Among the blizzard of maps, documents, three-ring binders and historic photos in the office of Lowell City Engineer Christine (Curley) Clancy ’06 is a UMass Lowell street sign, the kind with an arrow pointing visitors toward campus.
Clancy doesn’t need directions, of course. The Georgetown, Mass., native spent two years at UML completing her bachelor’s degree in civil and environmental engineering after transferring from the University of Illinois, where she found the program’s focus too narrow and the class sizes too big.
“I graduated with a really close-knit group of 51 civil engineers at UMass Lowell,” says Clancy, who still keeps in touch with several of her fellow Francis College of Engineering alumni. “Coming from a small town, I realized this was one of the school’s biggest benefits.”
Since becoming Lowell’s city engineer in 2018, Clancy has worked with UML leaders on maintaining and improving critical infrastructure – namely roads, sidewalks and bridges – that the university shares with the city.
“I love being involved in projects on campus,” says Clancy, who meets regularly with Executive Director of Administrative Services Thomas Miliano, Executive Director of Planning, Design and Construction Adam Baacke and Director of Sustainability Ruairi O’Mahony on issues central to the university’s Transportation Master Plan. One such project that Clancy sees as a “great opportunity” is the Pawtucket Street corridor – the heavily congested half-mile stretch between University Crossing and South Campus.
Clancy first visited UML as a high school junior, when she attended a weeklong summer program that introduced students to electrical engineering. While the camp didn’t short-circuit her dreams of becoming a civil engineer, it did introduce her to her future husband, Jim Clancy, a Chelmsford native who went on to attend Boston College and become a lawyer.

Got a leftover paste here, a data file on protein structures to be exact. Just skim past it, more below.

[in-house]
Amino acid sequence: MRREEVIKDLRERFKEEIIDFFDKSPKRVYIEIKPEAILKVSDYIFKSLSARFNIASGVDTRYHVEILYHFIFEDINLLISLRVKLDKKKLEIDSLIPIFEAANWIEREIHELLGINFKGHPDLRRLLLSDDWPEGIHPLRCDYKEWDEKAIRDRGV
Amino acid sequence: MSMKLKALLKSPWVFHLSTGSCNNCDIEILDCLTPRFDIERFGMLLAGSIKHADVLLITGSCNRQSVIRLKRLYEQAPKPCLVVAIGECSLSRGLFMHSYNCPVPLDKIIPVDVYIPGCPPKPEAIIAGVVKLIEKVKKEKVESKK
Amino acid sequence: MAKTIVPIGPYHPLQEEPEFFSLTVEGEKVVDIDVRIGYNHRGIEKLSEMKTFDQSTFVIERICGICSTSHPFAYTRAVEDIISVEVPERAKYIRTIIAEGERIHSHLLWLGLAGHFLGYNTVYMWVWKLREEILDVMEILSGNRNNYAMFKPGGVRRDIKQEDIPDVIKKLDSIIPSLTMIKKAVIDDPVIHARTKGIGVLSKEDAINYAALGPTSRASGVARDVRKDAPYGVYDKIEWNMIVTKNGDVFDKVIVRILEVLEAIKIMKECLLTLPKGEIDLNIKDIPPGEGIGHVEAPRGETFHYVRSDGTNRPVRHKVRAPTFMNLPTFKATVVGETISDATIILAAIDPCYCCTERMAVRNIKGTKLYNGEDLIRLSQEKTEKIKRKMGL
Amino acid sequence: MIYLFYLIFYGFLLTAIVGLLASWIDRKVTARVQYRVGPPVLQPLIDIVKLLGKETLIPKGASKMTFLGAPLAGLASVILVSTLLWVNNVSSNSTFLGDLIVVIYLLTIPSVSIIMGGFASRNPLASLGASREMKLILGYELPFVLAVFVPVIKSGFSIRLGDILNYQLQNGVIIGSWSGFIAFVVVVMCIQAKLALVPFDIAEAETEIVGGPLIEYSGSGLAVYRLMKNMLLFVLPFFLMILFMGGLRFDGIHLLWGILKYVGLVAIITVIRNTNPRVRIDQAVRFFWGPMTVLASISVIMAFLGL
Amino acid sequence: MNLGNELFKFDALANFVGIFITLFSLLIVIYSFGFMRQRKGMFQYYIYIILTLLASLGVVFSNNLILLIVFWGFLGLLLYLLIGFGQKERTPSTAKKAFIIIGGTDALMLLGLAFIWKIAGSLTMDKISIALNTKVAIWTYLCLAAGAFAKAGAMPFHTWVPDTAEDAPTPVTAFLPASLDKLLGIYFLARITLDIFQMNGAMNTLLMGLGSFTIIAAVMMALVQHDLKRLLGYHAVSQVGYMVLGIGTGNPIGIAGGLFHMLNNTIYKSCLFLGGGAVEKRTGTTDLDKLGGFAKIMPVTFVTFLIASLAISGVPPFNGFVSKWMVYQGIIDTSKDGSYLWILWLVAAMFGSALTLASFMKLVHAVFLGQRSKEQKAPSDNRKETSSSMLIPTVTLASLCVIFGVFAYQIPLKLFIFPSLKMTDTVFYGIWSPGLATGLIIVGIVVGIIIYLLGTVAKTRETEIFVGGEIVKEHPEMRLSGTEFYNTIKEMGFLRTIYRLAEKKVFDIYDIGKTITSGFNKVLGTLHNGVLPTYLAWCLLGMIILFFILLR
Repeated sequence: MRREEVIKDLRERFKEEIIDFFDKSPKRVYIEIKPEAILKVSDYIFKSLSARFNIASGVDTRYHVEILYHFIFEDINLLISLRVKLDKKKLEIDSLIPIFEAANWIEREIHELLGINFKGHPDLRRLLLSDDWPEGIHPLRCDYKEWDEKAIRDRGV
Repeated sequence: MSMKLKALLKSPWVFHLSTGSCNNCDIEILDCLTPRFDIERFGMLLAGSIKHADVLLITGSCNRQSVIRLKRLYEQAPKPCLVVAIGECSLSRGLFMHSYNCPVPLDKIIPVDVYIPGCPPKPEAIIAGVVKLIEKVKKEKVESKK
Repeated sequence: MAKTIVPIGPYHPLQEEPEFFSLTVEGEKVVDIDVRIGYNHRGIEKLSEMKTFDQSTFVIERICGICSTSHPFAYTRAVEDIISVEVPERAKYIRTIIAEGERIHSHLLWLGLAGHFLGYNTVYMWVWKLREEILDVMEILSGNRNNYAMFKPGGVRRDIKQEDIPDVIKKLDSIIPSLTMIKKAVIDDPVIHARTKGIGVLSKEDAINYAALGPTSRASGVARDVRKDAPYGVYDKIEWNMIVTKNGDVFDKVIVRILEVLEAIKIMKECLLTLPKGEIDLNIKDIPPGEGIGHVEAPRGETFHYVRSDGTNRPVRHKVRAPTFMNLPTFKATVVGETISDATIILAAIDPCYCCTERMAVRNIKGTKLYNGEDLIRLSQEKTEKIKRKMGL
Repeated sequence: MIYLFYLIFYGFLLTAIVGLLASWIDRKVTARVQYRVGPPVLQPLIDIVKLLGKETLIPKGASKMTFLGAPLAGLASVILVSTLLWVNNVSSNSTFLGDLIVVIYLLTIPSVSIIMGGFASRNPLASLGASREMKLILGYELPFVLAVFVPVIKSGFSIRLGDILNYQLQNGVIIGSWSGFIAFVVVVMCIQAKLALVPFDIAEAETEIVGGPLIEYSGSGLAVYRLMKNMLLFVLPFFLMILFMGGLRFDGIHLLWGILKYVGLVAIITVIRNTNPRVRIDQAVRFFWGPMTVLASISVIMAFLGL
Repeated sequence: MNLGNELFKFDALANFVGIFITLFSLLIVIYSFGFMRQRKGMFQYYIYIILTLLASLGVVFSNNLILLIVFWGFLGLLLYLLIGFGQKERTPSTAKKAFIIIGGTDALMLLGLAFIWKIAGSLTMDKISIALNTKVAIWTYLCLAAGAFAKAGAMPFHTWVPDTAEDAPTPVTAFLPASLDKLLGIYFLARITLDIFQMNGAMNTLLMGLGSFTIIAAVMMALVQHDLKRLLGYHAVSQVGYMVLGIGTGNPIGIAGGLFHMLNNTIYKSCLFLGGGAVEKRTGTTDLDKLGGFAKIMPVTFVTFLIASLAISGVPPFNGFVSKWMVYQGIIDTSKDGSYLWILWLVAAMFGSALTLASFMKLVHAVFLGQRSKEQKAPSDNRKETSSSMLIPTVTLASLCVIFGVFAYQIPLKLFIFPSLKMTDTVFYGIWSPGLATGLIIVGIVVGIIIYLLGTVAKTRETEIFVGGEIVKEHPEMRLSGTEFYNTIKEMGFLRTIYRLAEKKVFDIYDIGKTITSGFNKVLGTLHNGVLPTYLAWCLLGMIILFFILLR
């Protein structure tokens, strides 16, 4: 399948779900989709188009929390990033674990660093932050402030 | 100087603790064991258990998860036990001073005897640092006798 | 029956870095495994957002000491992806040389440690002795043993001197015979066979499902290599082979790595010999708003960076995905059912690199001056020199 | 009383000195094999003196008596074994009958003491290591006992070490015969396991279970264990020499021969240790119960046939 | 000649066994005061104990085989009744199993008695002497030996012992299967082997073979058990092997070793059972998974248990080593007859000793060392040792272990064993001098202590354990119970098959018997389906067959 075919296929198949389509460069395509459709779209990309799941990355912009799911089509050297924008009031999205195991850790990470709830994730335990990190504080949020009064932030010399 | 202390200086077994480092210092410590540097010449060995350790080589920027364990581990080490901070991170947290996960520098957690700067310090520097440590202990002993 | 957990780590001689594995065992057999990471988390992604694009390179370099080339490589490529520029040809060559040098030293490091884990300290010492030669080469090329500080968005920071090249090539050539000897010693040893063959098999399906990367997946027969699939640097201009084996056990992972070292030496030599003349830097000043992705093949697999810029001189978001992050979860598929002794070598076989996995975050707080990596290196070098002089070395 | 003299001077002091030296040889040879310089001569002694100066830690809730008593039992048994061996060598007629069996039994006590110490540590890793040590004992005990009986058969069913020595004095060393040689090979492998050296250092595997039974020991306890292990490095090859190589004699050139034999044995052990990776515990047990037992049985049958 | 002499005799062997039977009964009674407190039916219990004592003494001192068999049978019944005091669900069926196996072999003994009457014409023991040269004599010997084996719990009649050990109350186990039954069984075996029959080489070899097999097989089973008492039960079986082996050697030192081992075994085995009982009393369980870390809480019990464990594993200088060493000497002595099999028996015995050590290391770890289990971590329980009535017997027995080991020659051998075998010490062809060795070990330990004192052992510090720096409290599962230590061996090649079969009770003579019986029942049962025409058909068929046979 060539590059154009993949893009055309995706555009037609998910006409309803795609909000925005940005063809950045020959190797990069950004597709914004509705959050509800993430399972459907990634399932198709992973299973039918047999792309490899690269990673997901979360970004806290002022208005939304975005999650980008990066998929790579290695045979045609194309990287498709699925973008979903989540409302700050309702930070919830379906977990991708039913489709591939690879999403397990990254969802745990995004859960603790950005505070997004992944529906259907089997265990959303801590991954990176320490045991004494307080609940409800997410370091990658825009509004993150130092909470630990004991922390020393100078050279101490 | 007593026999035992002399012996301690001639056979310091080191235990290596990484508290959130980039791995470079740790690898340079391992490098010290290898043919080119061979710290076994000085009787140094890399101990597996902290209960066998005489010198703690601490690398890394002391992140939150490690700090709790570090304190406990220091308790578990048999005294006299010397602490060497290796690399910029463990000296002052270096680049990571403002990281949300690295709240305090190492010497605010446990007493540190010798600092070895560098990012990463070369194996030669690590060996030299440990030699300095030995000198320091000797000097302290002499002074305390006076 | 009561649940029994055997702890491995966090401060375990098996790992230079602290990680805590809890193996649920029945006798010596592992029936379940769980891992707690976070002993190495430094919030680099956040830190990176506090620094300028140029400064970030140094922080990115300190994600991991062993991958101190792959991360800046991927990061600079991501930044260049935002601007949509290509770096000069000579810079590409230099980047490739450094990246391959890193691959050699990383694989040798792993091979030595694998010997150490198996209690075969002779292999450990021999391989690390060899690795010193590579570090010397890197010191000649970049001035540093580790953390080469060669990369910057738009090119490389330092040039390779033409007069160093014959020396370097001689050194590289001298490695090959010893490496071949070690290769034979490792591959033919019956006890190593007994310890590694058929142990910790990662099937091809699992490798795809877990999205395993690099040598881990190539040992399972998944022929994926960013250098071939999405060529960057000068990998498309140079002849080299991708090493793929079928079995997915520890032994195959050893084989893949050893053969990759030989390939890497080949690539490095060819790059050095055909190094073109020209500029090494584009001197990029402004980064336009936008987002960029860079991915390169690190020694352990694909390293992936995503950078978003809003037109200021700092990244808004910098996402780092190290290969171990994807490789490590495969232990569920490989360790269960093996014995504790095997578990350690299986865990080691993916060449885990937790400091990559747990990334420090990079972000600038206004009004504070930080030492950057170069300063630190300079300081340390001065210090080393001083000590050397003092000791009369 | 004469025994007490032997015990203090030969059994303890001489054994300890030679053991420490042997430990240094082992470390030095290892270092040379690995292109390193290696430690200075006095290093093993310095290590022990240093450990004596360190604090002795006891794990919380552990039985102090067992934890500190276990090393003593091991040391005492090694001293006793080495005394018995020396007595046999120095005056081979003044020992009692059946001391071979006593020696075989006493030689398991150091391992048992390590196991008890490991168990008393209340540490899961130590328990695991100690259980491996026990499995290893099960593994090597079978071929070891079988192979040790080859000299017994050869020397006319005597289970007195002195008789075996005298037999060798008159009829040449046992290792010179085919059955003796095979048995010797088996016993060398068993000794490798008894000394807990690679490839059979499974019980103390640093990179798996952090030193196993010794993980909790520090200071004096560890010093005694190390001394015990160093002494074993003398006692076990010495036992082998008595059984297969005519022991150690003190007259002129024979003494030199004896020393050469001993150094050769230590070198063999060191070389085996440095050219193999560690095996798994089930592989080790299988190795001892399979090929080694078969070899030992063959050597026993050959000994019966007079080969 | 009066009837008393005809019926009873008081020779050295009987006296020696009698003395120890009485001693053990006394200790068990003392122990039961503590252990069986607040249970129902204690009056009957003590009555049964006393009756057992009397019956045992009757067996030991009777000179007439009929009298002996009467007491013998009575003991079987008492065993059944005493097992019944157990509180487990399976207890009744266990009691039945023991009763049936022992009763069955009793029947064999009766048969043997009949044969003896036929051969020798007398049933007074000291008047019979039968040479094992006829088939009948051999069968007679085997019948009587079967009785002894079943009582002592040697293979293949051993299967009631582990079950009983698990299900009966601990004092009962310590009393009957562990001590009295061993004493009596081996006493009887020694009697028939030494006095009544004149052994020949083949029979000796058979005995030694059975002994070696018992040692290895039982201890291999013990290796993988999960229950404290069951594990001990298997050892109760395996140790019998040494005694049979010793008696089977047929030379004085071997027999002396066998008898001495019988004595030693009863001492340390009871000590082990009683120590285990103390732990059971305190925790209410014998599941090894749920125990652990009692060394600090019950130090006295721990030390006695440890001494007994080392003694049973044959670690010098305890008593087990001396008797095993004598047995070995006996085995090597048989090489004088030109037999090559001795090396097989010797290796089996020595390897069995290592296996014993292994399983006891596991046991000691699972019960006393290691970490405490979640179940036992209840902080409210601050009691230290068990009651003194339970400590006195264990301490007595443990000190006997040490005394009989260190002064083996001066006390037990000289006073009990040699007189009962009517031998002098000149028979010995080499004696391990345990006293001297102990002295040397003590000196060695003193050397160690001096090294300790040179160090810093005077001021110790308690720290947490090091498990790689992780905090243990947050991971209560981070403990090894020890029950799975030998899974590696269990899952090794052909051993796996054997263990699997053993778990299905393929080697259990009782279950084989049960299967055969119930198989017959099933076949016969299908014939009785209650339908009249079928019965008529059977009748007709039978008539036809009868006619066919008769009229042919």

After graduating from UML, Clancy joined Kleinfelder/SEA Consultants and began working toward her professional engineer (PE) certification. Meanwhile, she earned her master’s degree in civil engineering (with a construction management focus) from Northeastern University. She worked at Kleinfelder in Boston for nearly nine years before switching to the municipal side of the profession and becoming Lowell’s city engineer.
Working out of City Hall as part of the Department of Public Works, Clancy oversees five engineers and is responsible for 280 miles of roadway and 38 city-owned bridges. The city’s canal system has proven to be a “very unique” challenge for Clancy, who has leaned on the structural engineering lessons she learned from Prof. Susan Faraji.
“I love what I do because it’s cool to see how you can help upgrade infrastructure and really transform areas of the city,” she says. “That’s why I grasped onto civil engineering. There’s a very tangible element to it of improving a community.”
Now she’s helping to improve a campus that has changed quite a bit since she and her younger brother, Manning School of Business alum John Curley ’09, were students more than a decade ago.
“When I went to school, the campus was more disjointed. I didn’t really go to South Campus, and there was no University Crossing,” she says. “It has changed so much. Today, it definitely feels like more of a campus.”